When was the crop loss survey held? Was it delayed? Does it reflect an accurate picture of on ground reality? According to a few farmers from Maya block, the survey should’ve been conducted a month ago. In drought-affected Bundelkhand, Khabar Lahariya reported that the survey conducted last week for the entire region took just four hours. Here, most of the kharif paddy has been harvested, and the fields have been ploughed to sow the next batches of wheat, potato and sugarcane. The paddy harvest was so poor that most of the produce was fed to the livestock. Paddy purchase centres that opened up shop in Faizabad in the first week of November have managed to procure only one quintal of rice from farmers. “I have six bheega of land. I grew paddy in two beegha. I had to harvest all of it, it had gone bad. My land was not surveyed. Even for the wheat crop that was damaged in the hailstorm, only four-five farmers from my village received compensation. And they were all members of the pradhan’s family,” says Nirmal Yadav from Bhitari village.

Farmer Nankan from Bhitari village took loans to irrigate his lands. When the water from the neighbouring village pump failed to irrigate his crops, he called in private tankers. “How many of us can rely on one pump,” he says. “I spent Rs 5,000 on water alone, but it didn’t reach in time. The soil lay dry and thirsty.” The inadequate harvest has now left him in debt. Farmer Govind Yadav says, “Our village pradhan has installed a generator for his farm. Six tanks were to be installed, only three are up, none of which has supplied water because the pipes were not laid out.” Or consider farmer Ankit’s case: To irrigate his wheat, paddy and urad crop, he pays Rs 120 per hour for water from a pump set, situated a few fields away. Just one round of irrigation takes 10 hours and he needs at least four to five rounds for a good yield. “We couldn’t do so many rounds because of our outstanding debt, so we have no produce this year.”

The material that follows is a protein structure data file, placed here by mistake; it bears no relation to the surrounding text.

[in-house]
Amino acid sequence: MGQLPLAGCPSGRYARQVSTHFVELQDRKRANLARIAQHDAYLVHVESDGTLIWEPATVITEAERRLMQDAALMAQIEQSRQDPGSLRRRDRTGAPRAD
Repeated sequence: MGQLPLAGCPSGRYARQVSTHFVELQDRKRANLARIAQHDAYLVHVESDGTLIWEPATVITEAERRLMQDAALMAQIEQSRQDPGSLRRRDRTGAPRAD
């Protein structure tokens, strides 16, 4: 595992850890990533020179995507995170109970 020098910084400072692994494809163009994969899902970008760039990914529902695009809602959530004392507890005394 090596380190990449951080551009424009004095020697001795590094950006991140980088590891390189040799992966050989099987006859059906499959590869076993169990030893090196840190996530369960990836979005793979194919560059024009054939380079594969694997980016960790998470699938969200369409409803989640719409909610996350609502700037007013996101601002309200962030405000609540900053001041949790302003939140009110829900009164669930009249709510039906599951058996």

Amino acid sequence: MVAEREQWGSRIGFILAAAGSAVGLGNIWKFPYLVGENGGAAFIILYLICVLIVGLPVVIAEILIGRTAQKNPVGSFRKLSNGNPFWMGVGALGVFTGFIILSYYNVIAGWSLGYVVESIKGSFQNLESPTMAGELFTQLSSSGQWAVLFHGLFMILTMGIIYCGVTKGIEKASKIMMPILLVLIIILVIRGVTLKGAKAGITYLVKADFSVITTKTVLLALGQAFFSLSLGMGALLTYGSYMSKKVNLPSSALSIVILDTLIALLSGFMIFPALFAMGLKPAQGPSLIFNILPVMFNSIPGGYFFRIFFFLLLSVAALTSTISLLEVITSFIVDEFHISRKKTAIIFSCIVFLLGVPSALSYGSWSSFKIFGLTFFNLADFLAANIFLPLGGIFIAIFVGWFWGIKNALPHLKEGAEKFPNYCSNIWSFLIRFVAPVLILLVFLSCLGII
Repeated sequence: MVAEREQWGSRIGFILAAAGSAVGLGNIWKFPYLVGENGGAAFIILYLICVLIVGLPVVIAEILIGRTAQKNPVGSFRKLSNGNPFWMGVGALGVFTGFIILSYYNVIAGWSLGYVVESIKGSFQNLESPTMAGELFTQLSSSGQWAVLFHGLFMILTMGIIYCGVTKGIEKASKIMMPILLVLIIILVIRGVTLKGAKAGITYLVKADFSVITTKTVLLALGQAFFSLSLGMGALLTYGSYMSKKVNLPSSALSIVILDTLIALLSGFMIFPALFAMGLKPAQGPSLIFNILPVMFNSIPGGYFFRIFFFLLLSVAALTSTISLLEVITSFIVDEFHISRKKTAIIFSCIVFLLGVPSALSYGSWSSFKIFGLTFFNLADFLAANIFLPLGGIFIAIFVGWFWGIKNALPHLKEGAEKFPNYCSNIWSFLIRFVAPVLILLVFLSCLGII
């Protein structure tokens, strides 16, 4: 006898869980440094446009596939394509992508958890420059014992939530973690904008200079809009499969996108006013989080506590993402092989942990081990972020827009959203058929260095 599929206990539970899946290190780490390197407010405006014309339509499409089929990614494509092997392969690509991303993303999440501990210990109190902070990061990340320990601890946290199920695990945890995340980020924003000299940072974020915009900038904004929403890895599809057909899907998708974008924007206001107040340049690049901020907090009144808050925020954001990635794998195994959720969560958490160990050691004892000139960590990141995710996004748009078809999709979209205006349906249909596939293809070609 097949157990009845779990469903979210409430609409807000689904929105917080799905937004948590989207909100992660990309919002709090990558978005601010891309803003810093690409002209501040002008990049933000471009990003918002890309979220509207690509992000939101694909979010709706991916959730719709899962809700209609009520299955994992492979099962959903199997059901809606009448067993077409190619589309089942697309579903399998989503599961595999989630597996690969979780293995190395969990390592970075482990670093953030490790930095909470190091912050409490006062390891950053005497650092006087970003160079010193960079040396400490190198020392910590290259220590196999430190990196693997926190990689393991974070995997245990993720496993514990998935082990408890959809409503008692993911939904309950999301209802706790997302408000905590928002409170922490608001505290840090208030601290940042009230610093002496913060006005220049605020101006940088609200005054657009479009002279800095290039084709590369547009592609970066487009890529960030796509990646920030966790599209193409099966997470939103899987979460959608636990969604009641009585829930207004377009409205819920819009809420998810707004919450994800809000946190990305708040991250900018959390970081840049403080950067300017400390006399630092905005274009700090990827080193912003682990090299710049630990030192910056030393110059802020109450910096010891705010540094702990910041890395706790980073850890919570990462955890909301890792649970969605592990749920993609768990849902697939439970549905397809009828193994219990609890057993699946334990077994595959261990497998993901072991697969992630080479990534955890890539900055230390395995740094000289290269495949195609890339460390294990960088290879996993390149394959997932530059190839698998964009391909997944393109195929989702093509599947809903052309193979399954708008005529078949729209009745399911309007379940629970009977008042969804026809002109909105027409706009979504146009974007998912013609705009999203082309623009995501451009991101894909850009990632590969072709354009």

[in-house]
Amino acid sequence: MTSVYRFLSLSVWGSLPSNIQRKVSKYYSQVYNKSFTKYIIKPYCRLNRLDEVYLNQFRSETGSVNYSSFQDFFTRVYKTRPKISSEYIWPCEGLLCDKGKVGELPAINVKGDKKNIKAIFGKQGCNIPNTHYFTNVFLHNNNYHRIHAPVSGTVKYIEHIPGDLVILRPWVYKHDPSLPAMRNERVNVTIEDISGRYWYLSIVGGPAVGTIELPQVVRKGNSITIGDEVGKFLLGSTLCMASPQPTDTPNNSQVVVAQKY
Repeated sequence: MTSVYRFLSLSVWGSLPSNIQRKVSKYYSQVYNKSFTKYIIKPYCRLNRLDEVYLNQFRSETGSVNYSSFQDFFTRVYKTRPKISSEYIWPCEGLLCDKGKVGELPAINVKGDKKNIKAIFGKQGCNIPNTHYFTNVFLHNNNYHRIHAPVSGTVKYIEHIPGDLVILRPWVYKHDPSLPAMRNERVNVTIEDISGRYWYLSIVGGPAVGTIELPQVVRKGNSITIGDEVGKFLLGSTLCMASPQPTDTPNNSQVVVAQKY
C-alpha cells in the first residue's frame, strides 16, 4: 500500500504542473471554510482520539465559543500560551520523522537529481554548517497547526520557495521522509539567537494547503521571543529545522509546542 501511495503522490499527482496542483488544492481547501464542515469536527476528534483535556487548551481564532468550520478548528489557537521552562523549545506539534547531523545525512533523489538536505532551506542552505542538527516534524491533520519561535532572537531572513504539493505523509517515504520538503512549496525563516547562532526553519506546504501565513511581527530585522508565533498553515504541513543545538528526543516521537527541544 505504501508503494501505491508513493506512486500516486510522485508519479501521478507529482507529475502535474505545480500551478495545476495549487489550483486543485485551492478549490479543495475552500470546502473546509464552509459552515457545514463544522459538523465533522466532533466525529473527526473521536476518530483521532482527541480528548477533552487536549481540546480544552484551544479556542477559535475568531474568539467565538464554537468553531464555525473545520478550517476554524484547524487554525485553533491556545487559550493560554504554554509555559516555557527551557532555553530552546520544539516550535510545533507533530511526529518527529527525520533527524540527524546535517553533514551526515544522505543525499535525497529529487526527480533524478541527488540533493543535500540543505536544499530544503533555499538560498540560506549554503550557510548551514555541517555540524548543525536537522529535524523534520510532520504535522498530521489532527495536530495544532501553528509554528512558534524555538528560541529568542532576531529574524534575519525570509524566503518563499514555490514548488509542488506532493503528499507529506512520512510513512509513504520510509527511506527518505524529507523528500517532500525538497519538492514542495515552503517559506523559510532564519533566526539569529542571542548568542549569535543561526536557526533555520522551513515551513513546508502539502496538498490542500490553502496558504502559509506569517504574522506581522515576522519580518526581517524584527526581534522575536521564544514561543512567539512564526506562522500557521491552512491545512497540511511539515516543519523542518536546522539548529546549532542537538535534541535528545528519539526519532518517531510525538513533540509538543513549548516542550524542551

For women farmers, such as Sona Devi and Phoolkali from Bhitari village, the going is tougher. From managing their households to tilling the land, the woman farmer carries additional burden but receives no compensation or recognition from the state. “We take care of the house along with intensive field work but we don’t get any compensation. I have four girls and two boys, who are married with two children. There are no government tubewells nearby, no electricity. Some days we get rotis to eat, most days, we sleep on hungry stomachs,” says Sona Devi.

This year, say Faizabad farmers, the implementation of the Mahatma Gandhi National Rural Employment Guarantee Act (MGNREGA) has been very poor. “We haven’t received wages, now there are no jobs to do,” says Govind Yadav. According to a recent public interest litigation (PIL) filed in the Supreme Court, the centre has, in total, a wage liability of Rs 3200 crore under the social sector scheme. In Uttar Pradesh, delays in compensation under MGNREGA currently account for around Rs 36 crore in 2014-15. Many farmers have begun to fall back on small labour like carpentry or construction. Without steady incomes from farming or MGNREGA, Faizabad famers’ likelihood of falling into poverty is only increasing. For others, distress migration is the only other option.